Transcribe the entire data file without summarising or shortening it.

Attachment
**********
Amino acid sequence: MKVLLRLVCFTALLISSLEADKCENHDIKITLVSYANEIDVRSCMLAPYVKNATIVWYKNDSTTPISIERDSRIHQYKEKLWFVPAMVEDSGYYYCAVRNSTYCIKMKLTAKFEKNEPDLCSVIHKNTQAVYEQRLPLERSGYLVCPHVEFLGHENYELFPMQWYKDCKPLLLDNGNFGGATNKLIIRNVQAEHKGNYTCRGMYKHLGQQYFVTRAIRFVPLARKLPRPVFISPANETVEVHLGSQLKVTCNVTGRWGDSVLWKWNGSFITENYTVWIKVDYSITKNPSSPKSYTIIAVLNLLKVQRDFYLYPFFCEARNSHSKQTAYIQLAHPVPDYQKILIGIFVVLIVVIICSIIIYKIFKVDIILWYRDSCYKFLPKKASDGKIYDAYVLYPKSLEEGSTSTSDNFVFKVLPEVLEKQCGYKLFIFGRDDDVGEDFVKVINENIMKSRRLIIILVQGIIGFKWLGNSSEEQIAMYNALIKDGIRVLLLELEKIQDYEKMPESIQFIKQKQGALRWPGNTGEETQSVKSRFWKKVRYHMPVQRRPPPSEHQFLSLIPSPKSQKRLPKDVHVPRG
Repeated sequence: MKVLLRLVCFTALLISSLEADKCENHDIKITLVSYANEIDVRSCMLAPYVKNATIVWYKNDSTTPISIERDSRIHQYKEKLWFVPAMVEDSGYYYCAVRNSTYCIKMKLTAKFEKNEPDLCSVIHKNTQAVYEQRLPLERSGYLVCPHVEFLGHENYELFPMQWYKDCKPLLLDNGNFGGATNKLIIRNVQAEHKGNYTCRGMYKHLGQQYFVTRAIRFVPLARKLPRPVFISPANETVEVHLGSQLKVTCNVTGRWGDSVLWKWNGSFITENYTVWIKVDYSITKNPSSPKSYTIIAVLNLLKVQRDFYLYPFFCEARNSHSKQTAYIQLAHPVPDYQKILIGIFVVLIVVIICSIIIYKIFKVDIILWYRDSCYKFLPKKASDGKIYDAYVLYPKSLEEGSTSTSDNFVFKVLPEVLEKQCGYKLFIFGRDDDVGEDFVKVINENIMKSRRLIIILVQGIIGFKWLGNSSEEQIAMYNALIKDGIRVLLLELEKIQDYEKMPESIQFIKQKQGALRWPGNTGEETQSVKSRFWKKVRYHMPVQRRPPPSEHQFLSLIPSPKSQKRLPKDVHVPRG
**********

Amino acid sequence: MKVLLRLVCFTALLISSLEADKCENHDIKITLVSYANEIDVRSCMLAPYVKNATIVWYKNDSTTPISIERDSRIHQYKEKLWFVPAMVEDSGYYYCAVRNSTYCIKMKLTAKFEKNEPDLCSVIHKNTQAVYEQRLPLERSGYLVCPHVEFLGHENYELFPMQWYKDCKPLLLDNGNFGGATNKLIIRNVQAEHKGNYTCRGMYKHLGQQYFVTRAIRFVPLARKLPRPVFISPANETVEVHLGSQLKVTCNVTGRWGDSVLWKWNGSFITENYTVWIKVDYSITKNPSSPKSYTIIAVLNLLKVQRDFYLYPFFCEARNSHSKQTAYIQLAHPVPDYQKILIGIFVVLIVVIICSIIIYKIFKVDIILWYRDSCYKFLPKKASDGKIYDAYVLYPKSLEEGSTSTSDNFVFKVLPEVLEKQCGYKLFIFGRDDDVGEDFVKVINENIMKSRRLIIILVQGIIGFKWLGNSSEEQIAMYNALIKDGIRVLLLELEKIQDYEKMPESIQFIKQKQGALRWPGNTGEETQSVKSRFWKKVRYHMPVQRRPPPSEHQFLSLIPSPKSQKRLPKDVHVPRG
Repeated sequence: MKVLLRLVCFTALLISSLEADKCENHDIKITLVSYANEIDVRSCMLAPYVKNATIVWYKNDSTTPISIERDSRIHQYKEKLWFVPAMVEDSGYYYCAVRNSTYCIKMKLTAKFEKNEPDLCSVIHKNTQAVYEQRLPLERSGYLVCPHVEFLGHENYELFPMQWYKDCKPLLLDNGNFGGATNKLIIRNVQAEHKGNYTCRGMYKHLGQQYFVTRAIRFVPLARKLPRPVFISPANETVEVHLGSQLKVTCNVTGRWGDSVLWKWNGSFITENYTVWIKVDYSITKNPSSPKSYTIIAVLNLLKVQRDFYLYPFFCEARNSHSKQTAYIQLAHPVPDYQKILIGIFVVLIVVIICSIIIYKIFKVDIILWYRDSCYKFLPKKASDGKIYDAYVLYPKSLEEGSTSTSDNFVFKVLPEVLEKQCGYKLFIFGRDDDVGEDFVKVINENIMKSRRLIIILVQGIIGFKWLGNSSEEQIAMYNALIKDGIRVLLLELEKIQDYEKMPESIQFIKQKQGALRWPGNTGEETQSVKSRFWKKVRYHMPVQRRPPPSEHQFLSLIPSPKSQKRLPKDVHVPRG